Posted on
Spread the love

What is a Forward PE Ratio

The Forward Price to Earnings (PE) Ratio is similar to the price to earnings ratio. The regular P/E ratio is a current stock price over its earnings per share. The forward P/E ratio is a current stock’s price over its “predicted” earnings per share. If the forward P/E ratio is higher than the current P/E ratio, it indicates decreased expected earnings.

Keep in mind, analyst estimates are not set in stone, and can often be wrong.


Forward PE = current stock price / predicted next annual earnings period

For instance, if the stock price for Apple is 600 dollars and the predicted EPS was 45, the predicted forward P/E would be 13.3.

The price-to-earnings ratio (P/E ratio) compares the share price of a company to the earnings it generates per share. The formula used to calculate this ratio simply divides the market value per share by the earnings per share (EPS). The typical calculation of the P/E ratio uses a company’s EPS from the last four quarters.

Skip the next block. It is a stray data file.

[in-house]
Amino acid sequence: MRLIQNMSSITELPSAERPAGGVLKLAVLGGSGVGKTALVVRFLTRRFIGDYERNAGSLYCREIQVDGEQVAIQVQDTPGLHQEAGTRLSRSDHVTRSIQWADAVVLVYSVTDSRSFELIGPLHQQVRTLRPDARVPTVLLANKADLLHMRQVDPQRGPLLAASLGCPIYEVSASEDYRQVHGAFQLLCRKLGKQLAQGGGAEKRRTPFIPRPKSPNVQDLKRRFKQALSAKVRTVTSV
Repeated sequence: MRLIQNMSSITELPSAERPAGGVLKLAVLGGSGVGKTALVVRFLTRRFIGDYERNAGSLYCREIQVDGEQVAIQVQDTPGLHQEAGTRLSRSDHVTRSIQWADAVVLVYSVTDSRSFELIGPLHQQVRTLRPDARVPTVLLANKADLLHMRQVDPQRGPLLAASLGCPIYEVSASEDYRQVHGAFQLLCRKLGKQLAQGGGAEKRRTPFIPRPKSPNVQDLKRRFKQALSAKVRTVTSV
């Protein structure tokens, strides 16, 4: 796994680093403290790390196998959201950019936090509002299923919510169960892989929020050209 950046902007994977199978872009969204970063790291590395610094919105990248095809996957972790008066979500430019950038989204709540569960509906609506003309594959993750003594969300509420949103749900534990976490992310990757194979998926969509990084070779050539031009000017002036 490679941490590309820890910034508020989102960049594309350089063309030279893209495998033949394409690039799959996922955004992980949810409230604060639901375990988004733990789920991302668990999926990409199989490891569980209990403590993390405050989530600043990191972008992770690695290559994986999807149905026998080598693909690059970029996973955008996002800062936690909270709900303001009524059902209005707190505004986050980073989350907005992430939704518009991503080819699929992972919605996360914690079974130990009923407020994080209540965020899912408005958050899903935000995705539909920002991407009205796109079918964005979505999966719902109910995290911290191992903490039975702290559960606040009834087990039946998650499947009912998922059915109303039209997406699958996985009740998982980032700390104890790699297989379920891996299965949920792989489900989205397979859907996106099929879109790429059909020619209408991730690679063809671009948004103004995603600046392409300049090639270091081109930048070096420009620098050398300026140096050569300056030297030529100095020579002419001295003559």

The significant difference between P/E Ratio and Leading, Forward or Projected P/E Ratio is the forward P/E is based on analyst speculation about a company’s future or forward earnings rather than historical data.

Earnings used in the forward P/E ratio are estimates of future earnings, while the standard P/E ratio uses actual earnings per share from the company’s previous four quarters. The forward P/E ratio can be seen to represent the market’s optimism for a company’s prospective growth.

Limitations of using forward P/E for investment analysis include a company inaccurately estimating expected earnings and model risk caused by programming or data errors.

Please follow and like us:

One Reply to “Forward PE Ratio Explained”

Leave a Reply

Your email address will not be published. Required fields are marked *